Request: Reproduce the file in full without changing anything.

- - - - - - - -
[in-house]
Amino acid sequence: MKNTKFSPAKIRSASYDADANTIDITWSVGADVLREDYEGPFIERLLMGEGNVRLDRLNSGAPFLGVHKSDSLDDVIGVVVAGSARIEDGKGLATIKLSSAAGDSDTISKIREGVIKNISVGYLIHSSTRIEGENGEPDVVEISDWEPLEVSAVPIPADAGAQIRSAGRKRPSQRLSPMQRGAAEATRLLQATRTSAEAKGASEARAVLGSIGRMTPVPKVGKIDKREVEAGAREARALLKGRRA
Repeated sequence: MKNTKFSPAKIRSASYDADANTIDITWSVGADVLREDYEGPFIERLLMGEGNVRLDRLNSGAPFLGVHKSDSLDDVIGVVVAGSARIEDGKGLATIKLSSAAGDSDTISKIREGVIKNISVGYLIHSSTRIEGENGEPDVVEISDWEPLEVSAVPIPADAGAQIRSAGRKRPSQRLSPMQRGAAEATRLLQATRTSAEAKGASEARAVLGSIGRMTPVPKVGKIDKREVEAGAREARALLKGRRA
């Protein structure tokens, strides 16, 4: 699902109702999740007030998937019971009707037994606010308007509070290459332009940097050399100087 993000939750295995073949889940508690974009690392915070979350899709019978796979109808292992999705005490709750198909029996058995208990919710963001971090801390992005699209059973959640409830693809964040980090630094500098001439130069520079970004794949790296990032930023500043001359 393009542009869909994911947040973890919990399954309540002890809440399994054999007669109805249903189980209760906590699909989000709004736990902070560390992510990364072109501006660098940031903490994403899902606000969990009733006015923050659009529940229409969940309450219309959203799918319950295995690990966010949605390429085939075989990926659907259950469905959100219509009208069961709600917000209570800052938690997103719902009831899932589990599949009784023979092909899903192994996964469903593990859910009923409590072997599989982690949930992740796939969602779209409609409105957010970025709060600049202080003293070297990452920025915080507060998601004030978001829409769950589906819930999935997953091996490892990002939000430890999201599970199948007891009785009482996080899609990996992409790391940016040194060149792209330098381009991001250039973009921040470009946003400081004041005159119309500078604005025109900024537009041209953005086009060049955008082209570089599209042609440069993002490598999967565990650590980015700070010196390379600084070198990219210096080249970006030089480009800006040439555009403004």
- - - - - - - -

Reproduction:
[in-house]
Amino acid sequence: MKNTKFSPAKIRSASYDADANTIDITWSVGADVLREDYEGPFIERLLMGEGNVRLDRLNSGAPFLGVHKSDSLDDVIGVVVAGSARIEDGKGLATIKLSSAAGDSDTISKIREGVIKNISVGYLIHSSTRIEGENGEPDVVEISDWEPLEVSAVPIPADAGAQIRSAGRKRPSQRLSPMQRGAAEATRLLQATRTSAEAKGASEARAVLGSIGRMTPVPKVGKIDKREVEAGAREARALLKGRRA
Repeated sequence: MKNTKFSPAKIRSASYDADANTIDITWSVGADVLREDYEGPFIERLLMGEGNVRLDRLNSGAPFLGVHKSDSLDDVIGVVVAGSARIEDGKGLATIKLSSAAGDSDTISKIREGVIKNISVGYLIHSSTRIEGENGEPDVVEISDWEPLEVSAVPIPADAGAQIRSAGRKRPSQRLSPMQRGAAEATRLLQATRTSAEAKGASEARAVLGSIGRMTPVPKVGKIDKREVEAGAREARALLKGRRA
């Protein structure tokens, strides 16, 4: 699902109702999740007030998937019971009707037994606010308007509070290459332009940097050399100087 993000939750295995073949889940508690974009690392915070979350899709019978796979109808292992999705005490709750198909029996058995208990919710963001971090801390992005699209059973959640409830693809964040980090630094500098001439130069520079970004794949790296990032930023500043001359 393009542009869909994911947040973890919990399954309540002890809440399994054999007669109805249903189980209760906590699909989000709004736990902070560390992510990364072109501006660098940031903490994403899902606000969990009733006015923050659009529940229409969940309450219309959203799918319950295995690990966010949605390429085939075989990926659907259950469905959100219509009208069961709600917000209570800052938690997103719902009831899932589990599949009784023979092909899903192994996964469903593990859910009923409590072997599989982690949930992740796939969602779209409609409105957010970025709060600049202080003293070297990452920025915080507060998601004030978001829409769950589906819930999935997953091996490892990002939000430890999201599970199948007891009785009482996080899609990996992409790391940016040194060149792209330098381009991001250039973009921040470009946003400081004041005159119309500078604005025109900024537009041209953005086009060049955008082209570089599209042609440069993002490598999967565990650590980015700070010196390379600084070198990219210096080249970006030089480009800006040439555009403004």